Binary Domain preview
You’re going to have to earn the trust of your friends in SEGA’s upcoming shooter Binary Domain, a cyberpunk thriller conceived by Yakuza creator Toshihiro Nagoshi.
The setting of Binary Domain is a world in conflict. “Hollow Children,” robots who believe they are Human, have caused an uprising in Tokyo that you and your crew have been brought in to quell. Your squad consists of between two and four members (including yourself), and you advance by taking cover behind scenery and shooting at the bad guys.
To paraphrase M. Bison: For a gamer, this is a Tuesday.
While a third person cover-based shooter isn’t the bleeding edge of video games these days, it is somewhat unfair to judge it now and decide to give it a miss. It has more in common with the Mass Effect series than anything else, with an unlock and upgrade system based on RPG elements, and an interesting trust system that affects the relationship with your team mates in a battle.
This new trust system was revealed at Gamescom, and it’s based on a combination of how you play and interact with other characters. For example, at various intervals in a battle, your colleagues will ask for assistance by laying down some covering fire. If you do so, they will begin to ‘like’ you, and will likewise show admiration for your skills in battle if your character happens to perform well in an engagement.
There’s also a hub area where you can have conversations with your various team mates. These conversations also have an effect on the trust level - however you can’t just choose the top right answer every time ala Mass Effect to get people to like you. Different responses work better with different characters.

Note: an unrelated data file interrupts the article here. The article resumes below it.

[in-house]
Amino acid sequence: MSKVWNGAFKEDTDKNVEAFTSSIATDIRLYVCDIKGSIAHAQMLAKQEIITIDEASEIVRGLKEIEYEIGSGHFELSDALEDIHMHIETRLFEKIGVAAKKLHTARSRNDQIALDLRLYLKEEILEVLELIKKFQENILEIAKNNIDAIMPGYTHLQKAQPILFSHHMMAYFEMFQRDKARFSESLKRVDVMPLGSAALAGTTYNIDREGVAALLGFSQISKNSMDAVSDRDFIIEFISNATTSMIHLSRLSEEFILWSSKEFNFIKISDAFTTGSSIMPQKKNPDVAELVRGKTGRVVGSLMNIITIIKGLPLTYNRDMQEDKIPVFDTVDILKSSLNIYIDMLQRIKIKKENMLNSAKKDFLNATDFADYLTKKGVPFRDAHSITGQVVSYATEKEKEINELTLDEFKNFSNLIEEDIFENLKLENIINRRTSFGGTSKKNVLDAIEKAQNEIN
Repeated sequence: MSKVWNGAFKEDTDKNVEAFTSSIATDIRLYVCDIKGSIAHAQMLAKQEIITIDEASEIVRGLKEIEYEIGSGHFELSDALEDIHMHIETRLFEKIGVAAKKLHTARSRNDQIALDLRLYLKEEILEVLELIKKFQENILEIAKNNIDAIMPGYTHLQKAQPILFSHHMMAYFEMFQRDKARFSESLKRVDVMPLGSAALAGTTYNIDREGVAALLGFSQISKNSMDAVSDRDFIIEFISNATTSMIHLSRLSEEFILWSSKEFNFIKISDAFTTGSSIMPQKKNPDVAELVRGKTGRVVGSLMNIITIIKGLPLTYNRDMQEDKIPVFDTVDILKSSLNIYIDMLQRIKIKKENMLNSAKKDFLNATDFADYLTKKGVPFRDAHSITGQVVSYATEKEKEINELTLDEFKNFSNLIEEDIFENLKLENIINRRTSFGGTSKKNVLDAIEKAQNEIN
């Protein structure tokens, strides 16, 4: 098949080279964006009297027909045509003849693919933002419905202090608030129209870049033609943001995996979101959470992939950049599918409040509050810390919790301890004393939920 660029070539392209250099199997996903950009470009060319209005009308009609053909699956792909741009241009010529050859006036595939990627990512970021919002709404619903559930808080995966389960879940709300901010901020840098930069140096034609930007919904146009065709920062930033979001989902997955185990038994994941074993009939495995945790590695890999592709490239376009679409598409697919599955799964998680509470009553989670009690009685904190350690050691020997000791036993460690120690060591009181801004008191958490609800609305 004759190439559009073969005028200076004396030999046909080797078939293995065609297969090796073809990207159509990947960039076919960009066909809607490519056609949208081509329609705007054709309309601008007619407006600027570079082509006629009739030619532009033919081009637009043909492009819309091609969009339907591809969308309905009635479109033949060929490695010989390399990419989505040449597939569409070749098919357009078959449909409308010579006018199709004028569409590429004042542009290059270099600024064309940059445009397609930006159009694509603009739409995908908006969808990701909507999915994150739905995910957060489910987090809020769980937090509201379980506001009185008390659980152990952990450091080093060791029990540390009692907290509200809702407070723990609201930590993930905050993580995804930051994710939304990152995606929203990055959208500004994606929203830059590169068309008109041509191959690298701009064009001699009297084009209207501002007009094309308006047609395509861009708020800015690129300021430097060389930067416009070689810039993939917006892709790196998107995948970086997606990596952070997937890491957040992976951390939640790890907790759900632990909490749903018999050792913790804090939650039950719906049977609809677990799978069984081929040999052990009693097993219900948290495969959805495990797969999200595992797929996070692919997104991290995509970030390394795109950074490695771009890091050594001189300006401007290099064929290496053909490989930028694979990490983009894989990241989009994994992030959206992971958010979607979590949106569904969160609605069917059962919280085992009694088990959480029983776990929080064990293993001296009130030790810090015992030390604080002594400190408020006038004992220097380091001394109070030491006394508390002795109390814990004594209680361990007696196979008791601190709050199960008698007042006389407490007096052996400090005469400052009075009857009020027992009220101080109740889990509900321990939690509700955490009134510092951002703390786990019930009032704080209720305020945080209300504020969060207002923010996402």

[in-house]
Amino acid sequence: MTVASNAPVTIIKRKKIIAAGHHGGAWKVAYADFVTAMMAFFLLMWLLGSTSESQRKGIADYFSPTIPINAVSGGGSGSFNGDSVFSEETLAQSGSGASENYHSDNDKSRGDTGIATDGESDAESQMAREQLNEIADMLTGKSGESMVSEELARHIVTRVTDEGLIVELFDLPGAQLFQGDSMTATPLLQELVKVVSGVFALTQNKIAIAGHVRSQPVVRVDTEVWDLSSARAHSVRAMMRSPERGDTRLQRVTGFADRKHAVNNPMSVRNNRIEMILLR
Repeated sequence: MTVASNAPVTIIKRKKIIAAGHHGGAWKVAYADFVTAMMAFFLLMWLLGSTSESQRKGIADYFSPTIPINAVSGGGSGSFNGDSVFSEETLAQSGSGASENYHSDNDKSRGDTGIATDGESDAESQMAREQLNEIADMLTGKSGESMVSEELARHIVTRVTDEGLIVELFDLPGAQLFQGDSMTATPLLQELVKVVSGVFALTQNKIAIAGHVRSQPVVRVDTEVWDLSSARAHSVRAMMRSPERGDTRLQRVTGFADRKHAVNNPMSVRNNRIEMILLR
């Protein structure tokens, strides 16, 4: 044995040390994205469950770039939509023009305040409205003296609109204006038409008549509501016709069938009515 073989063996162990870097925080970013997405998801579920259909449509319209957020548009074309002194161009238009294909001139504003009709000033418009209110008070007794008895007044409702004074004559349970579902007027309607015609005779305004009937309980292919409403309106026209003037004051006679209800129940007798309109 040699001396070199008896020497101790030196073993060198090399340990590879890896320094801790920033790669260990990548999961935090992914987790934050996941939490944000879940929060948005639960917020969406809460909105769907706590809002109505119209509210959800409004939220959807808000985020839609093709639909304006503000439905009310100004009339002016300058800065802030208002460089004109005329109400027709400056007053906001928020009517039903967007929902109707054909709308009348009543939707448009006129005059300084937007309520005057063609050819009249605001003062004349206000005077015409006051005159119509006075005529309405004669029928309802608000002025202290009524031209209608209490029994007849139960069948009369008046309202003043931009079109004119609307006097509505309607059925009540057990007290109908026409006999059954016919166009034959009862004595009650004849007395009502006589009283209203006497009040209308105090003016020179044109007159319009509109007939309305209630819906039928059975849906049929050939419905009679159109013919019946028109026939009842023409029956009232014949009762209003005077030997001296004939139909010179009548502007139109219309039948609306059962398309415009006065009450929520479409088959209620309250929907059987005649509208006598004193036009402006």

The level of trust will cause different responses in a skirmish. At a low trust level, your team mates won’t support you that much, whether it’s giving you covering fire or helping to revive you. You can use your own medical supplies to get yourself back on your feet, but it’s a lot easier when your squad is following your commands and saving you from rushing enemies. The choices you make trust-wise also affect the path that you take to your ultimate goal, as well as changing cut-scene dialogue. The cut-scene’s themselves were quite remarkable, flowing seamlessly between action and story breaks.
While it may not seem like much, Binary Domain has some interesting features. With six months to go until its release, there should be plenty more time to impress...or disappoint.
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